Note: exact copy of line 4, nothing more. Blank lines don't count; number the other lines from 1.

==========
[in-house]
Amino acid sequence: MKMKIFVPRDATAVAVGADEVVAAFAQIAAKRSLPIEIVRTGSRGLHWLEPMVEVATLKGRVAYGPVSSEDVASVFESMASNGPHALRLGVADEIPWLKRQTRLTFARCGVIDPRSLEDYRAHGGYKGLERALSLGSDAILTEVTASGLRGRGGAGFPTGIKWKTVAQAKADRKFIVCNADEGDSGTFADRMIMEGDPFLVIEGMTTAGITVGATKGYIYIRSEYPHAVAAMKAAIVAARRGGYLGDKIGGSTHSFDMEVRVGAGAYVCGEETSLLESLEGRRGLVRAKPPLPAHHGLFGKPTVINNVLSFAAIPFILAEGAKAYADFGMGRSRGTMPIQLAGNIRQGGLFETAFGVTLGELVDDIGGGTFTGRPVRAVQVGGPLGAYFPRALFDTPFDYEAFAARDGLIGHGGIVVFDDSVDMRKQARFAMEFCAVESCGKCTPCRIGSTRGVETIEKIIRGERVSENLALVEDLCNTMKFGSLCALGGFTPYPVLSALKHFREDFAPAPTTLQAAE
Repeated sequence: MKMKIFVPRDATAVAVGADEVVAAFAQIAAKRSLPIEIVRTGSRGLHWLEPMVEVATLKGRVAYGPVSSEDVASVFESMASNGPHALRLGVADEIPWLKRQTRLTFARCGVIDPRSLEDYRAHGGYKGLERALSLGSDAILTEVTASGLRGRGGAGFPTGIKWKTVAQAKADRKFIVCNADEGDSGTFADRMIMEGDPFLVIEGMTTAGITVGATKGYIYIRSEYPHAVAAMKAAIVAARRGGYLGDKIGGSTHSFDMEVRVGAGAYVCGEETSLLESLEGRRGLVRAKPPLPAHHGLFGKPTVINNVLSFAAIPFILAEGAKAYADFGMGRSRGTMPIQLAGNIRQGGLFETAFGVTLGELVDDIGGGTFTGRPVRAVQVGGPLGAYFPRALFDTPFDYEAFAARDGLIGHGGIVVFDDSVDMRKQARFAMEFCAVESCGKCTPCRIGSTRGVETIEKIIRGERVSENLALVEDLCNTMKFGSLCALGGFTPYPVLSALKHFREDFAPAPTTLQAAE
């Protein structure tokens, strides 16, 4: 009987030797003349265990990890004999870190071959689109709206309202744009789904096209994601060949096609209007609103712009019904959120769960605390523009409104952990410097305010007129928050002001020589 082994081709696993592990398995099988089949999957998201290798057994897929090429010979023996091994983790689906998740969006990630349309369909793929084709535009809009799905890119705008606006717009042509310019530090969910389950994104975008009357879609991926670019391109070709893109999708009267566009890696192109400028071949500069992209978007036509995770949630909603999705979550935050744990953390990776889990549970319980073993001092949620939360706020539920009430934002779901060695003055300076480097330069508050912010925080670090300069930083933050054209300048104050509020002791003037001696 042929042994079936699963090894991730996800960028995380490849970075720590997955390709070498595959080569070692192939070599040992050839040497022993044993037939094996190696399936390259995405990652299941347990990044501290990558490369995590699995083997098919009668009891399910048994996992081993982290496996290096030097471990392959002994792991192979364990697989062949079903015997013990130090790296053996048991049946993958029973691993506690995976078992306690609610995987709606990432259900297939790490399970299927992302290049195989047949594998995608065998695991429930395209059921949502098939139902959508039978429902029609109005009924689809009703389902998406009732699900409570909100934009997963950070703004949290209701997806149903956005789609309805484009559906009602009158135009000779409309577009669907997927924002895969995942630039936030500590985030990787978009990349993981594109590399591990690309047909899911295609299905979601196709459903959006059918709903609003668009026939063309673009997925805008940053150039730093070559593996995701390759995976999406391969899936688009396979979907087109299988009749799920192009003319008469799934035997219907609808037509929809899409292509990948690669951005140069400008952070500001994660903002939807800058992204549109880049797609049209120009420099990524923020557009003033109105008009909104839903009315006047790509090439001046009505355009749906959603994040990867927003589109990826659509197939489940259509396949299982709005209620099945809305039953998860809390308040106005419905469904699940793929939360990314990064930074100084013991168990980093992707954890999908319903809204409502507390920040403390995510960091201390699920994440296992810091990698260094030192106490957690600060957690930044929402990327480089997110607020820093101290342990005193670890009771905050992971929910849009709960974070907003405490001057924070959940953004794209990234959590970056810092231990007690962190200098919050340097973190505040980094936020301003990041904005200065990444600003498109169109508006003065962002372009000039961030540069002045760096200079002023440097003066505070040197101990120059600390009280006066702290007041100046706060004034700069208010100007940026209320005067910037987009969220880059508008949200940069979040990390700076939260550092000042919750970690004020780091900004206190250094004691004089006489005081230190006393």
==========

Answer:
């Protein structure tokens, strides 16, 4: 009987030797003349265990990890004999870190071959689109709206309202744009789904096209994601060949096609209007609103712009019904959120769960605390523009409104952990410097305010007129928050002001020589 082994081709696993592990398995099988089949999957998201290798057994897929090429010979023996091994983790689906998740969006990630349309369909793929084709535009809009799905890119705008606006717009042509310019530090969910389950994104975008009357879609991926670019391109070709893109999708009267566009890696192109400028071949500069992209978007036509995770949630909603999705979550935050744990953390990776889990549970319980073993001092949620939360706020539920009430934002779901060695003055300076480097330069508050912010925080670090300069930083933050054209300048104050509020002791003037001696 042929042994079936699963090894991730996800960028995380490849970075720590997955390709070498595959080569070692192939070599040992050839040497022993044993037939094996190696399936390259995405990652299941347990990044501290990558490369995590699995083997098919009668009891399910048994996992081993982290496996290096030097471990392959002994792991192979364990697989062949079903015997013990130090790296053996048991049946993958029973691993506690995976078992306690609610995987709606990432259900297939790490399970299927992302290049195989047949594998995608065998695991429930395209059921949502098939139902959508039978429902029609109005009924689809009703389902998406009732699900409570909100934009997963950070703004949290209701997806149903956005789609309805484009559906009602009158135009000779409309577009669907997927924002895969995942630039936030500590985030990787978009990349993981594109590399591990690309047909899911295609299905979601196709459903959006059918709903609003668009026939063309673009997925805008940053150039730093070559593996995701390759995976999406391969899936688009396979979907087109299988009749799920192009003319008469799934035997219907609808037509929809899409292509990948690669951005140069400008952070500001994660903002939807800058992204549109880049797609049209120009420099990524923020557009003033109105008009909104839903009315006047790509090439001046009505355009749906959603994040990867927003589109990826659509197939489940259509396949299982709005209620099945809305039953998860809390308040106005419905469904699940793929939360990314990064930074100084013991168990980093992707954890999908319903809204409502507390920040403390995510960091201390699920994440296992810091990698260094030192106490957690600060957690930044929402990327480089997110607020820093101290342990005193670890009771905050992971929910849009709960974070907003405490001057924070959940953004794209990234959590970056810092231990007690962190200098919050340097973190505040980094936020301003990041904005200065990444600003498109169109508006003065962002372009000039961030540069002045760096200079002023440097003066505070040197101990120059600390009280006066702290007041100046706060004034700069208010100007940026209320005067910037987009969220880059508008949200940069979040990390700076939260550092000042919750970690004020780091900004206190250094004691004089006489005081230190006393």